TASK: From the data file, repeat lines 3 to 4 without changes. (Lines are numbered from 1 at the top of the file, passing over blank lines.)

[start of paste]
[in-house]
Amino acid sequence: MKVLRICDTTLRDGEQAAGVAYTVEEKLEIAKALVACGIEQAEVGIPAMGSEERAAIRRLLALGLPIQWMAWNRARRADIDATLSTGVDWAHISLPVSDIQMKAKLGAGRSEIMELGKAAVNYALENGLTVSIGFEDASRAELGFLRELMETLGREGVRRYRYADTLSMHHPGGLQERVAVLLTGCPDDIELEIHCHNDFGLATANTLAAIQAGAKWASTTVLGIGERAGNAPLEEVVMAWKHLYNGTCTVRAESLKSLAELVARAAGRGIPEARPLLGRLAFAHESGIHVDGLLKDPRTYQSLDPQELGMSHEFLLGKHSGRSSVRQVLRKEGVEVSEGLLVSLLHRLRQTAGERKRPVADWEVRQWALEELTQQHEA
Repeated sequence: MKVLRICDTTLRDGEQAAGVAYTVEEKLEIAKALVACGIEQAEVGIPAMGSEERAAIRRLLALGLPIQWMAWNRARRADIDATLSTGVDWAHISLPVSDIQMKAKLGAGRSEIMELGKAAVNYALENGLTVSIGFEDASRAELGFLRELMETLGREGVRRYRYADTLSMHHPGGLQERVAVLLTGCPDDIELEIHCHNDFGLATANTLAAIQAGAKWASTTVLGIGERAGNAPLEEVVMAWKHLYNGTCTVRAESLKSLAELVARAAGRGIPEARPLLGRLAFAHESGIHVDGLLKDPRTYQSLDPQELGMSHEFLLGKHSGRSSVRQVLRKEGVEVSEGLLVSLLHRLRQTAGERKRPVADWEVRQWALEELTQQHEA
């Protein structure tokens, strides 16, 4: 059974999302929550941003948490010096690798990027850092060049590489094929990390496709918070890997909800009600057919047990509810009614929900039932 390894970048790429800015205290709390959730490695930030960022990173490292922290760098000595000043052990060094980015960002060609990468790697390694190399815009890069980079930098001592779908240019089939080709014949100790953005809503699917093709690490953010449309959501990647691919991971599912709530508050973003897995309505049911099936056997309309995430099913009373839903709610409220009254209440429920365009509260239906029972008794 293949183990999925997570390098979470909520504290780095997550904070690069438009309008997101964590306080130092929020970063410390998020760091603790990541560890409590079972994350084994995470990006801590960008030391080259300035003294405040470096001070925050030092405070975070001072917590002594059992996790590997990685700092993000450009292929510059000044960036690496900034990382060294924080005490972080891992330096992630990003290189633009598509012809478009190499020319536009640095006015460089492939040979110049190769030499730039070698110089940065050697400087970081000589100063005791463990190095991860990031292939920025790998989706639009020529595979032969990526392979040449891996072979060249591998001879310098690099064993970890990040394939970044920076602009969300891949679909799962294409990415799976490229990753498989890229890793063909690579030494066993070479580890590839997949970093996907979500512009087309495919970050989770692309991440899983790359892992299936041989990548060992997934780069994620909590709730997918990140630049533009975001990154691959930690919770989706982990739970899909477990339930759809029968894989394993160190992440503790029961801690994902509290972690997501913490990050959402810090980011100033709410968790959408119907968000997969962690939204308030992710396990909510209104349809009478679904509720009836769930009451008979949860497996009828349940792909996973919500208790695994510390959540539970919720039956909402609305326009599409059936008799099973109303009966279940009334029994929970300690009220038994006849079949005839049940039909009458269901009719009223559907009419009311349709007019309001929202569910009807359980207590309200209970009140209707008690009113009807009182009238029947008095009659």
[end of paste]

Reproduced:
Repeated sequence: MKVLRICDTTLRDGEQAAGVAYTVEEKLEIAKALVACGIEQAEVGIPAMGSEERAAIRRLLALGLPIQWMAWNRARRADIDATLSTGVDWAHISLPVSDIQMKAKLGAGRSEIMELGKAAVNYALENGLTVSIGFEDASRAELGFLRELMETLGREGVRRYRYADTLSMHHPGGLQERVAVLLTGCPDDIELEIHCHNDFGLATANTLAAIQAGAKWASTTVLGIGERAGNAPLEEVVMAWKHLYNGTCTVRAESLKSLAELVARAAGRGIPEARPLLGRLAFAHESGIHVDGLLKDPRTYQSLDPQELGMSHEFLLGKHSGRSSVRQVLRKEGVEVSEGLLVSLLHRLRQTAGERKRPVADWEVRQWALEELTQQHEA
């Protein structure tokens, strides 16, 4: 059974999302929550941003948490010096690798990027850092060049590489094929990390496709918070890997909800009600057919047990509810009614929900039932 390894970048790429800015205290709390959730490695930030960022990173490292922290760098000595000043052990060094980015960002060609990468790697390694190399815009890069980079930098001592779908240019089939080709014949100790953005809503699917093709690490953010449309959501990647691919991971599912709530508050973003897995309505049911099936056997309309995430099913009373839903709610409220009254209440429920365009509260239906029972008794 293949183990999925997570390098979470909520504290780095997550904070690069438009309008997101964590306080130092929020970063410390998020760091603790990541560890409590079972994350084994995470990006801590960008030391080259300035003294405040470096001070925050030092405070975070001072917590002594059992996790590997990685700092993000450009292929510059000044960036690496900034990382060294924080005490972080891992330096992630990003290189633009598509012809478009190499020319536009640095006015460089492939040979110049190769030499730039070698110089940065050697400087970081000589100063005791463990190095991860990031292939920025790998989706639009020529595979032969990526392979040449891996072979060249591998001879310098690099064993970890990040394939970044920076602009969300891949679909799962294409990415799976490229990753498989890229890793063909690579030494066993070479580890590839997949970093996907979500512009087309495919970050989770692309991440899983790359892992299936041989990548060992997934780069994620909590709730997918990140630049533009975001990154691959930690919770989706982990739970899909477990339930759809029968894989394993160190992440503790029961801690994902509290972690997501913490990050959402810090980011100033709410968790959408119907968000997969962690939204308030992710396990909510209104349809009478679904509720009836769930009451008979949860497996009828349940792909996973919500208790695994510390959540539970919720039956909402609305326009599409059936008799099973109303009966279940009334029994929970300690009220038994006849079949005839049940039909009458269901009719009223559907009419009311349709007019309001929202569910009807359980207590309200209970009140209707008690009113009807009182009238029947008095009659």